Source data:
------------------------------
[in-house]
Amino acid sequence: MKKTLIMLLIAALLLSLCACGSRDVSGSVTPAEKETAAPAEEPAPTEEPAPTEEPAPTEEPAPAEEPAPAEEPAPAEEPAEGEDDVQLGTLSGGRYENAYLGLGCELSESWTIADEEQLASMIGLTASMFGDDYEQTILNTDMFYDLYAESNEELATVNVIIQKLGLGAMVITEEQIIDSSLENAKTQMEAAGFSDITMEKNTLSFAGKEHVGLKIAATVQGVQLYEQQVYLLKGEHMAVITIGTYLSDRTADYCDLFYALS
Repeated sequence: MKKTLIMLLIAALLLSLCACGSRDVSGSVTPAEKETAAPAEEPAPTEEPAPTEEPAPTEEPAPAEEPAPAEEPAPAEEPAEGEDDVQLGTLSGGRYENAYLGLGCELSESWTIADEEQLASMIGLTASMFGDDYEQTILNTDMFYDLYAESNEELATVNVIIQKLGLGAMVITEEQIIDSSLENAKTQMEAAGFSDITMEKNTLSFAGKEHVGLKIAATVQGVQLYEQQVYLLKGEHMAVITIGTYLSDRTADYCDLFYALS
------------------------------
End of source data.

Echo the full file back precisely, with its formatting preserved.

[in-house]
Amino acid sequence: MKKTLIMLLIAALLLSLCACGSRDVSGSVTPAEKETAAPAEEPAPTEEPAPTEEPAPTEEPAPAEEPAPAEEPAPAEEPAEGEDDVQLGTLSGGRYENAYLGLGCELSESWTIADEEQLASMIGLTASMFGDDYEQTILNTDMFYDLYAESNEELATVNVIIQKLGLGAMVITEEQIIDSSLENAKTQMEAAGFSDITMEKNTLSFAGKEHVGLKIAATVQGVQLYEQQVYLLKGEHMAVITIGTYLSDRTADYCDLFYALS
Repeated sequence: MKKTLIMLLIAALLLSLCACGSRDVSGSVTPAEKETAAPAEEPAPTEEPAPTEEPAPTEEPAPAEEPAPAEEPAPAEEPAEGEDDVQLGTLSGGRYENAYLGLGCELSESWTIADEEQLASMIGLTASMFGDDYEQTILNTDMFYDLYAESNEELATVNVIIQKLGLGAMVITEEQIIDSSLENAKTQMEAAGFSDITMEKNTLSFAGKEHVGLKIAATVQGVQLYEQQVYLLKGEHMAVITIGTYLSDRTADYCDLFYALS